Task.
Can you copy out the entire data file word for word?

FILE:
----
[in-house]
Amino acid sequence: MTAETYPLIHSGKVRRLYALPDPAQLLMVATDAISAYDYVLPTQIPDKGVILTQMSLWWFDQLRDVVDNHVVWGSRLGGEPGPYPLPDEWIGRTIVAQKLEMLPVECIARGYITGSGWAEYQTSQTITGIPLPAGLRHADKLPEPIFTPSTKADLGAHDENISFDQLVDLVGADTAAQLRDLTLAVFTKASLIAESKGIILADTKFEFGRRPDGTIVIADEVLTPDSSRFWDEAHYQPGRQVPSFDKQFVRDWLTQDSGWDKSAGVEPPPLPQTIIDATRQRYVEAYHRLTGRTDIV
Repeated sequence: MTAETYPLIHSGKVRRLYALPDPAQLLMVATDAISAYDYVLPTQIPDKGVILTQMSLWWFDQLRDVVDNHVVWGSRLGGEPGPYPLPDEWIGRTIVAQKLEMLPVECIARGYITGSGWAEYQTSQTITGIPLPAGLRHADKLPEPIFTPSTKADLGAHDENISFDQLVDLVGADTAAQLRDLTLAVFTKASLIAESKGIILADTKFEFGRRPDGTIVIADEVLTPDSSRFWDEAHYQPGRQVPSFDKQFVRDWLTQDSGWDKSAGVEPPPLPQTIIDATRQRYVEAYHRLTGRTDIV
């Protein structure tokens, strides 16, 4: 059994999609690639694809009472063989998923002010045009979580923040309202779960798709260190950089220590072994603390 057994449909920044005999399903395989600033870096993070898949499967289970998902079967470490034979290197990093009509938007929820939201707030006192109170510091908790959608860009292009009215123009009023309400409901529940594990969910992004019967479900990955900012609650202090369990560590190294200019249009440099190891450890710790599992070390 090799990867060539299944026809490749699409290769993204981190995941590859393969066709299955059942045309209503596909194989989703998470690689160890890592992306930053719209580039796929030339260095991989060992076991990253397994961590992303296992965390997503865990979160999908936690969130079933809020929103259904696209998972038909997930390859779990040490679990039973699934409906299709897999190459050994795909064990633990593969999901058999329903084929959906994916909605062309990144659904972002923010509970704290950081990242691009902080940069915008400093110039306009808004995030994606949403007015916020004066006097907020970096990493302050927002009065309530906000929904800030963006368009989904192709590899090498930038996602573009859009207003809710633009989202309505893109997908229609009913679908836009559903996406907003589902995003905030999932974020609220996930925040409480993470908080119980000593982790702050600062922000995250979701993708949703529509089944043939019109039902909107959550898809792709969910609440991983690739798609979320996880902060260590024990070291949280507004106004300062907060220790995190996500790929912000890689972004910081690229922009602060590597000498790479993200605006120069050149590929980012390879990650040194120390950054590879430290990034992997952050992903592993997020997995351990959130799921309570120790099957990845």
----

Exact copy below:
[in-house]
Amino acid sequence: MTAETYPLIHSGKVRRLYALPDPAQLLMVATDAISAYDYVLPTQIPDKGVILTQMSLWWFDQLRDVVDNHVVWGSRLGGEPGPYPLPDEWIGRTIVAQKLEMLPVECIARGYITGSGWAEYQTSQTITGIPLPAGLRHADKLPEPIFTPSTKADLGAHDENISFDQLVDLVGADTAAQLRDLTLAVFTKASLIAESKGIILADTKFEFGRRPDGTIVIADEVLTPDSSRFWDEAHYQPGRQVPSFDKQFVRDWLTQDSGWDKSAGVEPPPLPQTIIDATRQRYVEAYHRLTGRTDIV
Repeated sequence: MTAETYPLIHSGKVRRLYALPDPAQLLMVATDAISAYDYVLPTQIPDKGVILTQMSLWWFDQLRDVVDNHVVWGSRLGGEPGPYPLPDEWIGRTIVAQKLEMLPVECIARGYITGSGWAEYQTSQTITGIPLPAGLRHADKLPEPIFTPSTKADLGAHDENISFDQLVDLVGADTAAQLRDLTLAVFTKASLIAESKGIILADTKFEFGRRPDGTIVIADEVLTPDSSRFWDEAHYQPGRQVPSFDKQFVRDWLTQDSGWDKSAGVEPPPLPQTIIDATRQRYVEAYHRLTGRTDIV
């Protein structure tokens, strides 16, 4: 059994999609690639694809009472063989998923002010045009979580923040309202779960798709260190950089220590072994603390 057994449909920044005999399903395989600033870096993070898949499967289970998902079967470490034979290197990093009509938007929820939201707030006192109170510091908790959608860009292009009215123009009023309400409901529940594990969910992004019967479900990955900012609650202090369990560590190294200019249009440099190891450890710790599992070390 090799990867060539299944026809490749699409290769993204981190995941590859393969066709299955059942045309209503596909194989989703998470690689160890890592992306930053719209580039796929030339260095991989060992076991990253397994961590992303296992965390997503865990979160999908936690969130079933809020929103259904696209998972038909997930390859779990040490679990039973699934409906299709897999190459050994795909064990633990593969999901058999329903084929959906994916909605062309990144659904972002923010509970704290950081990242691009902080940069915008400093110039306009808004995030994606949403007015916020004066006097907020970096990493302050927002009065309530906000929904800030963006368009989904192709590899090498930038996602573009859009207003809710633009989202309505893109997908229609009913679908836009559903996406907003589902995003905030999932974020609220996930925040409480993470908080119980000593982790702050600062922000995250979701993708949703529509089944043939019109039902909107959550898809792709969910609440991983690739798609979320996880902060260590024990070291949280507004106004300062907060220790995190996500790929912000890689972004910081690229922009602060590597000498790479993200605006120069050149590929980012390879990650040194120390950054590879430290990034992997952050992903592993997020997995351990959130799921309570120790099957990845």